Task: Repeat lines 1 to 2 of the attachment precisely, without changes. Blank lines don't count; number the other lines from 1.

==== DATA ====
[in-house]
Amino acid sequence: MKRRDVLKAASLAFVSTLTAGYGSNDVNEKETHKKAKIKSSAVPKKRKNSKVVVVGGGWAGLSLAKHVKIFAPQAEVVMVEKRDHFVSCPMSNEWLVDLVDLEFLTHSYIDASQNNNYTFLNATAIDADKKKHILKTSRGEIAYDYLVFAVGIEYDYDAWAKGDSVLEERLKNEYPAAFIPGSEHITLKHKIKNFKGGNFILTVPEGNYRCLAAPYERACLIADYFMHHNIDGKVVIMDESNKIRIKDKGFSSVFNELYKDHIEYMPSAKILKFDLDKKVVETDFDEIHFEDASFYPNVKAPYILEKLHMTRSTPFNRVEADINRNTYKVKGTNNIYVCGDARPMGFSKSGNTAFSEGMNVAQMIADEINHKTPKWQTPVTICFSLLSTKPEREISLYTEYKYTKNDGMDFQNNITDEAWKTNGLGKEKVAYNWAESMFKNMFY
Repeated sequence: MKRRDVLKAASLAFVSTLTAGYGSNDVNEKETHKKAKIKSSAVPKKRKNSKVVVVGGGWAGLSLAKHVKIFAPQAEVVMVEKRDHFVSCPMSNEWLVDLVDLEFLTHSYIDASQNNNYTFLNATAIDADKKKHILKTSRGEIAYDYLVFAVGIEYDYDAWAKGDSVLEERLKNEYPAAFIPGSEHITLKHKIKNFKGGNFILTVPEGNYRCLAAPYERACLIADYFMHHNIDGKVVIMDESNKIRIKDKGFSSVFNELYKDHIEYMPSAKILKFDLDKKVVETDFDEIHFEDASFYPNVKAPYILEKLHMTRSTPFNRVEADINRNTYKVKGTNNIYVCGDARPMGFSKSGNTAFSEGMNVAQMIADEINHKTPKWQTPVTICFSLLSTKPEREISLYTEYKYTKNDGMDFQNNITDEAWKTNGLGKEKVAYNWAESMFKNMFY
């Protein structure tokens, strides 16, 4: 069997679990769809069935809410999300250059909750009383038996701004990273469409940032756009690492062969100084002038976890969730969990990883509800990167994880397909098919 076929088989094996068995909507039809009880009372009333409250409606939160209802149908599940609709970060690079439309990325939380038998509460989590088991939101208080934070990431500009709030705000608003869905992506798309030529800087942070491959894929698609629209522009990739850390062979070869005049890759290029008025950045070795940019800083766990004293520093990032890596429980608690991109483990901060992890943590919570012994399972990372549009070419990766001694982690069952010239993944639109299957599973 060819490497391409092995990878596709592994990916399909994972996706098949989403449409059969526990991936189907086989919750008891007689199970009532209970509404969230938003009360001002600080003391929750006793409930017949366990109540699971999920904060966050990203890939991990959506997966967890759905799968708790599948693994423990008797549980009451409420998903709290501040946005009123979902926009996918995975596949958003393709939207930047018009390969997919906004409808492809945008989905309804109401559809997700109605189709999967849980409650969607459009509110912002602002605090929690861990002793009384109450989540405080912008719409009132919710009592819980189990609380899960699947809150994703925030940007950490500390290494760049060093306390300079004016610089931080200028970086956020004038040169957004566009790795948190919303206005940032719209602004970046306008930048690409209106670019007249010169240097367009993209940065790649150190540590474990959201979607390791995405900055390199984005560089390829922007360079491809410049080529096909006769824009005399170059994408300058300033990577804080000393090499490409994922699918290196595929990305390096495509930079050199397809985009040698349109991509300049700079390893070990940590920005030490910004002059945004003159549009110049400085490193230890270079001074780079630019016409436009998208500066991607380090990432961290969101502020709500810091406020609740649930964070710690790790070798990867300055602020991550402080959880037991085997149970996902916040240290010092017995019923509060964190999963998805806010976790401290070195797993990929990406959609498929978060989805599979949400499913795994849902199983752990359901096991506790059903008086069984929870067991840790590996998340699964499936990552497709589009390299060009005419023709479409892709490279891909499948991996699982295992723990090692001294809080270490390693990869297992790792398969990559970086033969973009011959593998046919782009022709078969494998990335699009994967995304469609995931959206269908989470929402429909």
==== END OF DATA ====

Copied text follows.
[in-house]
Amino acid sequence: MKRRDVLKAASLAFVSTLTAGYGSNDVNEKETHKKAKIKSSAVPKKRKNSKVVVVGGGWAGLSLAKHVKIFAPQAEVVMVEKRDHFVSCPMSNEWLVDLVDLEFLTHSYIDASQNNNYTFLNATAIDADKKKHILKTSRGEIAYDYLVFAVGIEYDYDAWAKGDSVLEERLKNEYPAAFIPGSEHITLKHKIKNFKGGNFILTVPEGNYRCLAAPYERACLIADYFMHHNIDGKVVIMDESNKIRIKDKGFSSVFNELYKDHIEYMPSAKILKFDLDKKVVETDFDEIHFEDASFYPNVKAPYILEKLHMTRSTPFNRVEADINRNTYKVKGTNNIYVCGDARPMGFSKSGNTAFSEGMNVAQMIADEINHKTPKWQTPVTICFSLLSTKPEREISLYTEYKYTKNDGMDFQNNITDEAWKTNGLGKEKVAYNWAESMFKNMFY